Are the chemicals commonly found in thermal receipt paper, aluminum cans, and plastic containers causing your children to become overweight or obese? New research published in the Journal of the American Medical Association (JAMA) seems to suggest this may be the case, having found that children with the highest levels of the plastics chemical bisphenol-A (BPA) in their blood are also the largest among their peers.
A new survey has found that more than half of Australians these days have become overweight or obese.
For their study, researchers from the New York University (NYU) School of Medicine evaluated data from a nationwide health and nutrition survey that included roughly 3,000 children ranging in age from six to 19. About 33 percent of the children were overweight, while 18 percent were considered obese based on current body mass index (BMI) guidelines.
On average, the children who participated in the survey had roughly three nanograms, or about three-billionths of a gram, of BPA in every milliliter of their urine. After adjusting for outside factors that may have affected the results, researchers found that only about 10 percent of the kids on the lowest end of the BPA spectrum were obese, while 22 percent of the children on the high end were obese.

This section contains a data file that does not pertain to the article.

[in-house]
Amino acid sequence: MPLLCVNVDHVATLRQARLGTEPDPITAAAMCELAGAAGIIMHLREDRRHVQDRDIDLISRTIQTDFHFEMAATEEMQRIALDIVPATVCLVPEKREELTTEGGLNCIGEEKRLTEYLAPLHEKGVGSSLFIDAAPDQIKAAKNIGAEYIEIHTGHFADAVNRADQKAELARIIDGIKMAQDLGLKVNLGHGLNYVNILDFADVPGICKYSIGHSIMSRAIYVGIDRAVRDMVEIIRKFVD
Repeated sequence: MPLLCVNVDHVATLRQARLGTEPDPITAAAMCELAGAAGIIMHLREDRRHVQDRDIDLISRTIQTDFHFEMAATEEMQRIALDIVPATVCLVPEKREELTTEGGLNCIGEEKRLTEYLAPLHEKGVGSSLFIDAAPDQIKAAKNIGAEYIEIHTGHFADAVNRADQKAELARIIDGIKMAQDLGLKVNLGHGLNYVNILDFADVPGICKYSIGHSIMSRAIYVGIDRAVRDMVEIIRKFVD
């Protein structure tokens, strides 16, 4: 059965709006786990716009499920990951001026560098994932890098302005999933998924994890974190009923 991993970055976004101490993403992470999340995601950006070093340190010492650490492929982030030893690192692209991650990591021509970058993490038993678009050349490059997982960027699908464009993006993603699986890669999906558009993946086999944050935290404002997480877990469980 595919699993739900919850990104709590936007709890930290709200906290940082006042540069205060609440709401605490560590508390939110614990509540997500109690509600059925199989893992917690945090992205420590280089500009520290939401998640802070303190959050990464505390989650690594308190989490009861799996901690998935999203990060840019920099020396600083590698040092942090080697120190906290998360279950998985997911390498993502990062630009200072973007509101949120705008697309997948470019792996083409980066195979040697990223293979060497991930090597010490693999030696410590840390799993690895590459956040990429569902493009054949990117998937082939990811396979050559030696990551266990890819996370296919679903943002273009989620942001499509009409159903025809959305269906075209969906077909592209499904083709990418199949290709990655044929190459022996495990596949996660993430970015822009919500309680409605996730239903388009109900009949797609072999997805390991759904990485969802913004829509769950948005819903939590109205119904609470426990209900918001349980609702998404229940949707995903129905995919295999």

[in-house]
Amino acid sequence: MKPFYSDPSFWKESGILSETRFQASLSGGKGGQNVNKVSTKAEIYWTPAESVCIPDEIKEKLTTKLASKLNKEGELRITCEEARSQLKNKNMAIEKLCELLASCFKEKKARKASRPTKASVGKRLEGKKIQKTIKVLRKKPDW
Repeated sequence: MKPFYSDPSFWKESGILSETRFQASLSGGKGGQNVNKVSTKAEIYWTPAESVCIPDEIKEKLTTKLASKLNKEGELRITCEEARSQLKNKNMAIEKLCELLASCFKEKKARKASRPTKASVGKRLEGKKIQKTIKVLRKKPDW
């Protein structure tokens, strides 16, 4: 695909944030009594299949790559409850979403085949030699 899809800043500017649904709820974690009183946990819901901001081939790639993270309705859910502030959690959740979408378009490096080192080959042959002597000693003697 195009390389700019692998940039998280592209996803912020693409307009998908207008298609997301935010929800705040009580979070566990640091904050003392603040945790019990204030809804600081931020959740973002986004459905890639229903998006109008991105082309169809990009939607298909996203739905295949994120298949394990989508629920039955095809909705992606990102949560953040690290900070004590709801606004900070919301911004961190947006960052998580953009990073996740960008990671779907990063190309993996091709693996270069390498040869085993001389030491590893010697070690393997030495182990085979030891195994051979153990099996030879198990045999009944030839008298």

"Overall, we observed a positive association between increasing levels of urinary BPA and both measures of obesity, independent of potential confounding factors including smoking, alcohol consumption, and serum cholesterol levels," wrote the authors of the original survey, which was published in the journal ISRN Endocrinology back in 2008.
"Elevated levels of urinary BPA are associated with measures of obesity independent of traditional risk factors, (and) this association is consistently present across gender and race-ethnic groups." (http://www.ncbi.nlm.nih.gov/pubmed/22852093)
BPA, a hormone-disrupting, disease-causing poison
Since BPA has already been positively identified as an endocrine disruptor, it is widely believed that the chemical's hormone-altering properties may be responsible for such weight gain in many individuals. BPA has also been shown in hundreds of published studies over the last decade to cause other serious conditions such as heart disease, diabetes, reproductive problems, neurological damage, early puberty, and cancer. (http://www.naturalnews.com/BPA.html)
"BPA is commonplace -- found in copious brands of fruit, vegetables, soda, and other frequently eaten canned goods," write Brenda Watson and Leonard Smith in their book The Detox Strategy: Vibrant Health in 5 Easy Steps (http://www.naturalpedia.com/book_The_Detox_Strategy.html). "What's most troubling about the recent reports of BPA's prevalence ... is that it remains entirely without safety standards. It is allowed in unlimited amounts in consumer products, drinking water, and food, the top exposure source for most people."
Other prominent sources of BPA include thermal receipt paper, aluminum and steel can linings, plastic containers and packaging, composite dental fillings, pizza boxes, conventional napkins, paper towels, and toilet paper, wines fermented in plastic vats, and paper money.
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